Winter illness surge as sick leave dwindles
For two years we’ve been told to stay home, rest and recover but what happens when sick leave runs out and workforces are strained by absenteeism?
Mōrena and welcome to The Bulletin for Tuesday, May 24, by Anna Rawhiti-Connell. Presented in partnership with Z Energy.
In today’s edition: NZ to train Ukrainian forces; new Indo-Pacific framework; calls for birthing centre to reopen; but first, winter is coming and some workers are already out of sick leave.
Health experts are worrried about a twin or tridemic this winter (Image: Getty Images)
Winter illness twin or tri-demic
As winter approaches, health experts are worried about a possible twindemic, or even tridemic of respiratory illnesses. There is a review of the traffic light setting today and officials are working with modelling that say a third of hospital ward beds in the country will be occupied with respiratory illnesses over winter. Covid cases in Auckland have risen by 75% in the last four weeks. After two years of very low levels of influenza, shut borders and lockdowns minimising possible spread, there are signs of a big flu season underway in Dunedin already. Director of the national influenza centre, virologist Dr Sue Huang, spoke to Kathryn Ryan yesterday, and said they are expecting a very busy season of winter illnesses and that we need to be very careful and very prepared.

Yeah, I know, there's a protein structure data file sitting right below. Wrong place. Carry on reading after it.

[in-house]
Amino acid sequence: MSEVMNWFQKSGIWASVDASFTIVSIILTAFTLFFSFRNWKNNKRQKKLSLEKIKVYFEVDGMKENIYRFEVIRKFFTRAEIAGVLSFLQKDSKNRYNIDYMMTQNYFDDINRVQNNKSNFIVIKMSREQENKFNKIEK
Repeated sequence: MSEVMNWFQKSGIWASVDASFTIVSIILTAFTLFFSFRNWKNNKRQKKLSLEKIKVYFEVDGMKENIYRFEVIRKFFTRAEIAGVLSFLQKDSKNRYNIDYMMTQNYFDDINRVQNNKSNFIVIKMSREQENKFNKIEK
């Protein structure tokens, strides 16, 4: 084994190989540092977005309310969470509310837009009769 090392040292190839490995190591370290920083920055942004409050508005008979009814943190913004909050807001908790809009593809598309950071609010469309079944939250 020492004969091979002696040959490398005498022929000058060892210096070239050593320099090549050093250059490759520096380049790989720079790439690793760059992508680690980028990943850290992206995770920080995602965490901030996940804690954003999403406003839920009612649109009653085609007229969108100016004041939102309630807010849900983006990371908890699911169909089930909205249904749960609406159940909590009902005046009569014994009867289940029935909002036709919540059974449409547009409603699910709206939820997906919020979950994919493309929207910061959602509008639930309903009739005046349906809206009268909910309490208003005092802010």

Teachers already running out of sick leave
In a blog published on Friday, a group of public health experts from the University of Otago are asking the government to create a Covid action plan for schools as a precaution for winter. They want it to include isolation for all close contacts of cases. The problem? Teachers would need more sick leave to do it. NZEI Te Riu Roa primary teachers' union president Liam Rutherford says teachers are already struggling to take the mandated time off for household contacts. “We're only a quarter of the way through the year and we've got people who’ve already used their sick leave."
People away from work due to sickness up 67%
For those who can’t work from home, the questions about sick leave entitlements are only going to get louder over the coming months. We know the number of people who gave sickness or injury as a reason for being away from work was up 67% in the March 2022 quarter. What happens if people run out of sick leave? Countdown staff have already launched a petition asking for a Covid leave policy to be reinstated. For those of us who can work from home, hybrid work can create a kind of limbo – lines between work and home blur. We can technically work while sick.
Working through it
For two years we’ve had this new, healthy narrative about staying home, not because we don’t want to face anyone full of snot but because it’s right not to spread infection to others. We’ve also been told to rest and recover after getting sick, especially as a way to prevent long Covid. American writer, Anne Helen Peterson has just written this about the normalisation of working through Covid in the US. Our new understanding of illness and infection should be pushing us away from this. In the face of dwindling sick leave entitlements and pressure on workforces as more people get sick, the question now is whether it’s an approach that can be sustained.